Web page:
William Smead set off for Whitman College in Walla Walla, Wash., with aspirations to study law. A boring political-science class made him rethink that career choice. “It took the professor three weeks to define democracy,” says Smead, 56 years old. “I didn’t have that kind of patience.”
It was the law of supply and demand that captured his interest. “I was completely fascinated with how it affects everything in the marketplace,” says Smead, who instead graduated with a degree in economics. Supply and demand still form the basis of his relatively simple investing philosophy: Buy the companies customers can’t live without, when investors hate them. “It’s remarkable how profitable a company can be when it has an addicted customer base,” says Smead, whose $736 million Smead Value fund (ticker: SMVLX) is up 23% a year over the past five years, better than 97% of its large-blend peers.
To illustrate the power of “sticky” demand, Smead points to Cabela’s (CAB). He began buying shares in the outdoor-goods retailer in January 2008, at $12 a share. Though the company wasn’t unscathed by the recession, it held up much better and bounced back faster, he says, thanks to its über-loyal customer base. “They can put the Cabela’s logo on a jacket and charge 15% more for it,” he says. “It’s Walt Disney for adults who like to hunt and fish.”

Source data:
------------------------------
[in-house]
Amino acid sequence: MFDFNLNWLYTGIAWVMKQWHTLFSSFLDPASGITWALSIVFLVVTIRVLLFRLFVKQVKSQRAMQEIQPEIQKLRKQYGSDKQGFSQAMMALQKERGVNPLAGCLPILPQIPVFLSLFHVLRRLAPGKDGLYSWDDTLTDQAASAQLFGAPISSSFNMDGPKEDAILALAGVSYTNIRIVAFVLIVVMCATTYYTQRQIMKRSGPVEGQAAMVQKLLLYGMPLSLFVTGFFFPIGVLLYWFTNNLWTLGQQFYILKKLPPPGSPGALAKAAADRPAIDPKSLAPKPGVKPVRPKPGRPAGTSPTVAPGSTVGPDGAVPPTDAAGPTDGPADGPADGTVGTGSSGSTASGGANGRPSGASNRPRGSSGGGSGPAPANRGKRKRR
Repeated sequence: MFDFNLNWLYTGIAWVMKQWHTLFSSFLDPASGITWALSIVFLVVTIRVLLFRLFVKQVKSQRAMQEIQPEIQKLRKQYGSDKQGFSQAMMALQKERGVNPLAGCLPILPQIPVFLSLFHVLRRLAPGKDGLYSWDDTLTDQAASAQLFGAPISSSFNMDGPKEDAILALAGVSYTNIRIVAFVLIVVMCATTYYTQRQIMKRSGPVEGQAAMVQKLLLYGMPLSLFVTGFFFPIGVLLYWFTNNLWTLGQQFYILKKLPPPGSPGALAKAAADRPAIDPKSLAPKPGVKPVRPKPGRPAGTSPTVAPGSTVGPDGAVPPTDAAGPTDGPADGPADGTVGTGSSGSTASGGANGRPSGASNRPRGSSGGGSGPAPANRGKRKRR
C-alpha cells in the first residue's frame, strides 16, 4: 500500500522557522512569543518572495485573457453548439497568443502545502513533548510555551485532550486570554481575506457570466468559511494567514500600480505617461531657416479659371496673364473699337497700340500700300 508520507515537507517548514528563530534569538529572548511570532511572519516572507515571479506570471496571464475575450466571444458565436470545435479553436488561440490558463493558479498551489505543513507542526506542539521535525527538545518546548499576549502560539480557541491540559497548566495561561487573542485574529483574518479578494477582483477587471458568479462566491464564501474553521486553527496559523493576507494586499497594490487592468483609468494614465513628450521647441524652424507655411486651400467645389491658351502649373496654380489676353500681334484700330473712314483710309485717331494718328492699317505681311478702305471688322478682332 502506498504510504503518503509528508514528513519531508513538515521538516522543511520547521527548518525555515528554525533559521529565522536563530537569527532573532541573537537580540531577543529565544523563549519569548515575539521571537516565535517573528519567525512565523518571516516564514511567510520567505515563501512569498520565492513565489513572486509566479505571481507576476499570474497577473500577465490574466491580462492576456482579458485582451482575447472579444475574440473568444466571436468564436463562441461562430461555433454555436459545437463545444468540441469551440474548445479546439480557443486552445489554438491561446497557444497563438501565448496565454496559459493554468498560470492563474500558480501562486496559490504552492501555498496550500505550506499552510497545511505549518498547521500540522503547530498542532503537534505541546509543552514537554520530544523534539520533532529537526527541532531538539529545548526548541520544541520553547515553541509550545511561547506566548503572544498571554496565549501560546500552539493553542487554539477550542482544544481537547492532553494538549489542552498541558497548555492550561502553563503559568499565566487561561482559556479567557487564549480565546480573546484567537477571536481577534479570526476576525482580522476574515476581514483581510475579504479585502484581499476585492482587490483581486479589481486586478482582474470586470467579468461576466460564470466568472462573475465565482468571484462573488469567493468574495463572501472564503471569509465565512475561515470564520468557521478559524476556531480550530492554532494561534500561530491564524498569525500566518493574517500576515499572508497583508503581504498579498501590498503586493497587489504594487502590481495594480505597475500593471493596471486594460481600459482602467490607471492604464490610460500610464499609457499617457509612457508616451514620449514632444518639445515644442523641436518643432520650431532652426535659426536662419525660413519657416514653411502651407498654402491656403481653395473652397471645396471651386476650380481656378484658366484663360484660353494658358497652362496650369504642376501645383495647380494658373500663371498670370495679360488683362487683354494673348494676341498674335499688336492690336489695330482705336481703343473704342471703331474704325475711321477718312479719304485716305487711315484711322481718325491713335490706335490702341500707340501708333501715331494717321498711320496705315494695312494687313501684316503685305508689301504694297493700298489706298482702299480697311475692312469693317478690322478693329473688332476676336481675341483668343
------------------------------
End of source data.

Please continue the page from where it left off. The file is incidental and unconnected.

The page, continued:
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There are many ways to define risk. Warren Buffett has said that "risk comes from not knowing what you're doing." Q3 2020 hedge fund letters, conferences and more His mentor, Benjamin Graham, believed that risk should be measured as the chance of a permanent capital impairment of an investment. Seth Klarman also holds this view. Read More